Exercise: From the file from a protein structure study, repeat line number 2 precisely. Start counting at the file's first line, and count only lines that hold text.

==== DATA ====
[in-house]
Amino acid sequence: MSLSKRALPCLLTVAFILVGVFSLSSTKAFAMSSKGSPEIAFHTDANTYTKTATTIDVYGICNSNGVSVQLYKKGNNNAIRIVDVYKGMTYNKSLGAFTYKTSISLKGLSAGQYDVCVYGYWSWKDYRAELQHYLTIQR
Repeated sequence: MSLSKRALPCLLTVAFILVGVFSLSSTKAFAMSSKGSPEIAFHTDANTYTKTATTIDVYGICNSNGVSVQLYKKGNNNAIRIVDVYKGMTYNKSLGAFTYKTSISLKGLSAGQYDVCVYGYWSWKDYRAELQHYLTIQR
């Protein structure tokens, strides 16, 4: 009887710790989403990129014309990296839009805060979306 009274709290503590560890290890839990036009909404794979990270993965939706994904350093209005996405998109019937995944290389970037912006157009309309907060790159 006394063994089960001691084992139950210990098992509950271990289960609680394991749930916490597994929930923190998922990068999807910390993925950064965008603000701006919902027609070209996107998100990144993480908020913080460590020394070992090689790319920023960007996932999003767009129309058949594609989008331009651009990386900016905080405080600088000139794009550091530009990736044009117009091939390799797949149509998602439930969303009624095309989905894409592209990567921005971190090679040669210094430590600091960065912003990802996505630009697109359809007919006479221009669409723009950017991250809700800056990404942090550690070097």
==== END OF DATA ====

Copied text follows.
Amino acid sequence: MSLSKRALPCLLTVAFILVGVFSLSSTKAFAMSSKGSPEIAFHTDANTYTKTATTIDVYGICNSNGVSVQLYKKGNNNAIRIVDVYKGMTYNKSLGAFTYKTSISLKGLSAGQYDVCVYGYWSWKDYRAELQHYLTIQR